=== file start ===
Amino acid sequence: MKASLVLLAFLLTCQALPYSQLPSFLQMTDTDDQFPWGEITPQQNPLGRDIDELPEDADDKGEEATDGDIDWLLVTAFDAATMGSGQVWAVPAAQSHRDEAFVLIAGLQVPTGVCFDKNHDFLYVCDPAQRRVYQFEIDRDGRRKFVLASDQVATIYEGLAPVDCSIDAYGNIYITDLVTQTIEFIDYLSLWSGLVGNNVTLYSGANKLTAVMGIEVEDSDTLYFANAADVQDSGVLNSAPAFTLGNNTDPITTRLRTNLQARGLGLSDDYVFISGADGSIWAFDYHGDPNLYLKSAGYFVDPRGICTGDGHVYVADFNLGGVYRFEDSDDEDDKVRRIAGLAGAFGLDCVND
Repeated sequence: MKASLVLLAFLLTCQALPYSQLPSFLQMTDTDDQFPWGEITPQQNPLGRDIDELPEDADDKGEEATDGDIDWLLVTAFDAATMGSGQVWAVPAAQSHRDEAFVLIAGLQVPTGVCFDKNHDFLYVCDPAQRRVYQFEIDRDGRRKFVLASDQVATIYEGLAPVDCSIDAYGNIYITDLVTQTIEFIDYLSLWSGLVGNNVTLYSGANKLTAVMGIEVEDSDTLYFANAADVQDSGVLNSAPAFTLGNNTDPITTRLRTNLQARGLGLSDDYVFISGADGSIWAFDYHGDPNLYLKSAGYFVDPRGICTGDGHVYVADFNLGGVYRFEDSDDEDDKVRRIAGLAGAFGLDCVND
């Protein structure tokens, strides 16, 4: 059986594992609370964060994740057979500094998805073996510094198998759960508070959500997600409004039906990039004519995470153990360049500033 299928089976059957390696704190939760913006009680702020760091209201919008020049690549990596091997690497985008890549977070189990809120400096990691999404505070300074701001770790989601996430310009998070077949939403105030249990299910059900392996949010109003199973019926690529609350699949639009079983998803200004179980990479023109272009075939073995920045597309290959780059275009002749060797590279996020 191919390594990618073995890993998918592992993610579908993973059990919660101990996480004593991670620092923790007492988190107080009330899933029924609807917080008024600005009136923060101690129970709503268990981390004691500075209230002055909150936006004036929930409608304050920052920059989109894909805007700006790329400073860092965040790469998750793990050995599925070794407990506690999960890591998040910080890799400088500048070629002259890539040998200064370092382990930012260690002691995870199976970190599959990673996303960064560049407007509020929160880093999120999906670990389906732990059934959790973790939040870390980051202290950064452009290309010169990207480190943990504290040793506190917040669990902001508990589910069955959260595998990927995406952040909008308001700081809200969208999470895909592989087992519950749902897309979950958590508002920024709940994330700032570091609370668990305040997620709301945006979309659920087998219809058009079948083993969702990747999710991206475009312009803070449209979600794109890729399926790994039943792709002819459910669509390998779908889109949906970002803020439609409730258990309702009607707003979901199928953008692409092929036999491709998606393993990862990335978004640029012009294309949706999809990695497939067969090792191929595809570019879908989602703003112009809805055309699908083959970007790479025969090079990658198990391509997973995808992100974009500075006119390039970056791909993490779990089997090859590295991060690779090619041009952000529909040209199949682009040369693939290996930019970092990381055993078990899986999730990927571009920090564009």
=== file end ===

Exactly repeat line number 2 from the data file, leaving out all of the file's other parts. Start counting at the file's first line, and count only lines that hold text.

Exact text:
Repeated sequence: MKASLVLLAFLLTCQALPYSQLPSFLQMTDTDDQFPWGEITPQQNPLGRDIDELPEDADDKGEEATDGDIDWLLVTAFDAATMGSGQVWAVPAAQSHRDEAFVLIAGLQVPTGVCFDKNHDFLYVCDPAQRRVYQFEIDRDGRRKFVLASDQVATIYEGLAPVDCSIDAYGNIYITDLVTQTIEFIDYLSLWSGLVGNNVTLYSGANKLTAVMGIEVEDSDTLYFANAADVQDSGVLNSAPAFTLGNNTDPITTRLRTNLQARGLGLSDDYVFISGADGSIWAFDYHGDPNLYLKSAGYFVDPRGICTGDGHVYVADFNLGGVYRFEDSDDEDDKVRRIAGLAGAFGLDCVND